Let’s go fly a kite
I’m nine and helping my mom clean and I want to put on music and I don’t know who The Rolling Stones or The Animals or Crosby, Stills and Nash are but I recognize Dumbo and Snow White and Mary Poppins on a CD case at the bottom of the stack so I pop it in our stereo system and my five year old brother and I dance around like kites in the wind not really helping my mom but sometimes dusting off a table. She doesn’t mind our negligence. She’s happy that we have the energy to move.
Minor Threat’s chainsaw guitars buzz from my headphones into the stale air of my brother’s bedroom. His left eye is black. Dried blood stains his hands. I surround him with my teenage arms. My brother says, I don’t want to go back to school. I tell him, Get angry because anger helped me forget about my so-called friends who played Call of Duty without me. About those girls that said I smelled like Taco Bell and old underwear. About our parents who sleep and never stop sleeping. He says, I want Mom. I want Dad. I break our hug and punch his arm. He punches mine. We punch each other to the raging tempo of one Minor Threat song. Then another. Then another.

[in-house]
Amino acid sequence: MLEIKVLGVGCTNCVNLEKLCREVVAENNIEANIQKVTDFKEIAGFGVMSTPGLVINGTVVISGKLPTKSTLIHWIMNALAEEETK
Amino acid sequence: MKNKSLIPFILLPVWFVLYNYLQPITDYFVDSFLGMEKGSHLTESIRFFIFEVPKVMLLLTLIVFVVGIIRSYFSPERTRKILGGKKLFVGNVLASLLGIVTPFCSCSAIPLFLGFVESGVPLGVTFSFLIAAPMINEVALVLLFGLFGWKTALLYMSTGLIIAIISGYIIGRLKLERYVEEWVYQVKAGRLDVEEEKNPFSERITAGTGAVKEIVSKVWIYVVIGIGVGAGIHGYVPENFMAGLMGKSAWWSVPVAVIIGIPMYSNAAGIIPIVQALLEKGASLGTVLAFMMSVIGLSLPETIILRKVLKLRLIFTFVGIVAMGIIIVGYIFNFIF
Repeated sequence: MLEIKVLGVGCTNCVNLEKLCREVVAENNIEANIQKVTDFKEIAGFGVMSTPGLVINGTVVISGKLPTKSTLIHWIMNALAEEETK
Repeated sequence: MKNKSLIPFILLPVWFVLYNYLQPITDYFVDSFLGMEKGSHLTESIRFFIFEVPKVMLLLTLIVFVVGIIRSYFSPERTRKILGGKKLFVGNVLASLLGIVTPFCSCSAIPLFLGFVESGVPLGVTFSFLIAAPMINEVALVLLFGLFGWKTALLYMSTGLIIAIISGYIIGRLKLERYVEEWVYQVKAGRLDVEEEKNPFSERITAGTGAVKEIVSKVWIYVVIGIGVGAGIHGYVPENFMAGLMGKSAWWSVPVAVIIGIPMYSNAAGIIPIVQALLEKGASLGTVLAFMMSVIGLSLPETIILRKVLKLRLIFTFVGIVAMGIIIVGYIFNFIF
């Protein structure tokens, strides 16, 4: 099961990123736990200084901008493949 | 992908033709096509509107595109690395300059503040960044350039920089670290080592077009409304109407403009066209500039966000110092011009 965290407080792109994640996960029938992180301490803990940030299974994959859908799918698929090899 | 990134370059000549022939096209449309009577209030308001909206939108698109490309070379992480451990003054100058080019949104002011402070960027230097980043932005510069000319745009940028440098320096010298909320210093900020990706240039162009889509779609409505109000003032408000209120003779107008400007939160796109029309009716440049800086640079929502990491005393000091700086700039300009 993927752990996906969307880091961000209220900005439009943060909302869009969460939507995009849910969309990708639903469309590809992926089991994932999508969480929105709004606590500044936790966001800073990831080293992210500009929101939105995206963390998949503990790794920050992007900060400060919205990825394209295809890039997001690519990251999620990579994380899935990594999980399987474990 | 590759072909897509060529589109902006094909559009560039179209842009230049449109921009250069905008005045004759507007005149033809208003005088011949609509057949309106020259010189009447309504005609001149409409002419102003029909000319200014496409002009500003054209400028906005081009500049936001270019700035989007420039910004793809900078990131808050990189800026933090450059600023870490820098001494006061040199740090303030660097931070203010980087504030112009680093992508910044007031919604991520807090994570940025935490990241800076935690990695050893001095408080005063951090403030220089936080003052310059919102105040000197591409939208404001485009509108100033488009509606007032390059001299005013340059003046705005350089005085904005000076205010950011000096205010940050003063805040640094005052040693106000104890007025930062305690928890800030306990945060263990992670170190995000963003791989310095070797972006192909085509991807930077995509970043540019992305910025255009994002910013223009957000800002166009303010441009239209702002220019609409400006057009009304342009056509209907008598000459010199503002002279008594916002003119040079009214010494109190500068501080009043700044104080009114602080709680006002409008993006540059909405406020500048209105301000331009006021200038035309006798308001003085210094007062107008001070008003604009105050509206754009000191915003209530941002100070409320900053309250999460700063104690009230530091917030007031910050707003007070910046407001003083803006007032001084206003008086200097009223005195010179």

Each eye blinks at a different speed, and summertime in Indiana is sticky, and my lungs are hot, and the basement is dark, and high school is over, and I’m too stoned to do anything else besides listen to music. Electric Wizard is slow and heavy, like one of those trucks that carries cars, like my mouth chewing a glob of goldfish that dries out my tongue. There are no surprises in this song, and that’s good because I’m done with surprises, because my ex surprised me when she said I’m too angry to date, because my parents surprised me when they escaped their mutually destructive sadness and signed divorce papers. My younger brother walks downstairs and surprises me with a joint that he wants to share. He’s fourteen, and he’s already skipping class, and he’s already given up.
Jason Sprinkle is a writer and software developer from Austin, Texas. He is an Assistant Editor at American Short Fiction, and his work has been published in Moon Park Review, Free Flash Fiction, Trash Magazine, and others.
image: Alan Tenhoeve